>> The eastern black bear is really no problem. They are afraid of humans.

Generally, yes. And also generally, if there is a problem bear in the vicinity, word travels fast. Nevertheless, this is a poor generalization to make. Black bears don't deliberately go after humans, but they can get used to humans and be aggressive in seeking out "people food."

Edited by spelt on 07/03/2011 07:52:41 MDT.

Mark Ries
(mtmnmark) - M

Locale: IOWAHHHHHHHHH!!!!!!!!
Generalizations on 07/03/2011 14:14:36 MDT Print View

Years ago in glacier they thought grizzlies to be harmless to humans. They were wrong. Two girls found this out in one night. There are times in bear country when I sleep with my food but I would never RECOMMEND it. Bears can seem pretty predictable and people are free to give their insites. But given varying conditions like habituation and food shortages and the idiots that may have camped in your spot the night B-4 they can turn quite unpredicable. And like people there are bears that "just aint right" If everyone listens to the advise to just sleep with your food I think we will find out in time how bad of advise that is. And ive meet an eastern black bear that didnt seem afraid of me at all. He seemed very used to people I had to spray him in the face with some really nasty S#!t to get him to leave. Alot of times on these forums when the topic of bears comes up I see people posting things and I think the person should just shut their pie hole. Funny but as I write this I know that I cant say a word like S#!t on here but when it comes to topics on bears people say stuff that if their advise is taken can get others killed Now what do you really think should be edited ? HMMM... NO SHIT?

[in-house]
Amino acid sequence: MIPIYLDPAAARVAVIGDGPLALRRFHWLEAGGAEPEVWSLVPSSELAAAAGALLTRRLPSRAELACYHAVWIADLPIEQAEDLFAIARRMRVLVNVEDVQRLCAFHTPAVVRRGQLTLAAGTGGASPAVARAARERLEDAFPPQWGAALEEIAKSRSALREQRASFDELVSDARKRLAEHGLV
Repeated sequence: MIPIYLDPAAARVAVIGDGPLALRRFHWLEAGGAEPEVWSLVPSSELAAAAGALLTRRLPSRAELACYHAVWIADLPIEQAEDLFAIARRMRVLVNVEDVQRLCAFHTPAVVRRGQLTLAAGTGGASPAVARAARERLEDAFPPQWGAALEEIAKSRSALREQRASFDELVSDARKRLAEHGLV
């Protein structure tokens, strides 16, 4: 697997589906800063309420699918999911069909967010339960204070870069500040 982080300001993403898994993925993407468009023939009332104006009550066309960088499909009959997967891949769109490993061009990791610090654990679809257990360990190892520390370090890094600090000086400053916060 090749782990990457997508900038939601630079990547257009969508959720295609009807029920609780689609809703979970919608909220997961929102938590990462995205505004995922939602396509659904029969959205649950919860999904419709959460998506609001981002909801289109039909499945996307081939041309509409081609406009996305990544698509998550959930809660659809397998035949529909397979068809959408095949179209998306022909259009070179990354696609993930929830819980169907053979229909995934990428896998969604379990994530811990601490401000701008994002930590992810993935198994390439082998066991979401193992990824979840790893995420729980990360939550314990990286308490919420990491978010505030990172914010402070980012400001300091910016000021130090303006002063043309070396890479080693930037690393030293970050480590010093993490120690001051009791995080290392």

Bradford Rogers
(Mocs123) - MLife

Locale: Southeast Tennessee
Re: Generalizations on 07/03/2011 16:30:11 MDT Print View

I agree that 95% of all black bears run before you can even get a picture of them, but I have run into quite a few (at least 10) that show no fear of me at all, and have even been false charged before on the trail. I have never had one come into camp but I would hang your food, this protects both you and the bear. I know of at least one hiker that had a bear shred his tent to get his food (he was not inside) and know a few other hikers that have had bears that would circle their shelter wanting the food that was inside. They never made a move for the food, but they wouldn't leave, and in either case, the individual inside didn't get much sleep.

James Dieffenwierth
(shorembo) - F

Locale: SWFLA
consequences of taking advice... on 07/03/2011 17:19:59 MDT Print View

Thanks for the responses…Bob, Dale, Sarah, Spelt, Mark, & Bradford. They are always appreciated.

With a diversity of opinion, one should always consider which advice would cause the most trouble if it turned out to be wrong.

At 1.8 oz, I think I will take the nylon cord and hang my food until I figure out what the heck I am doing.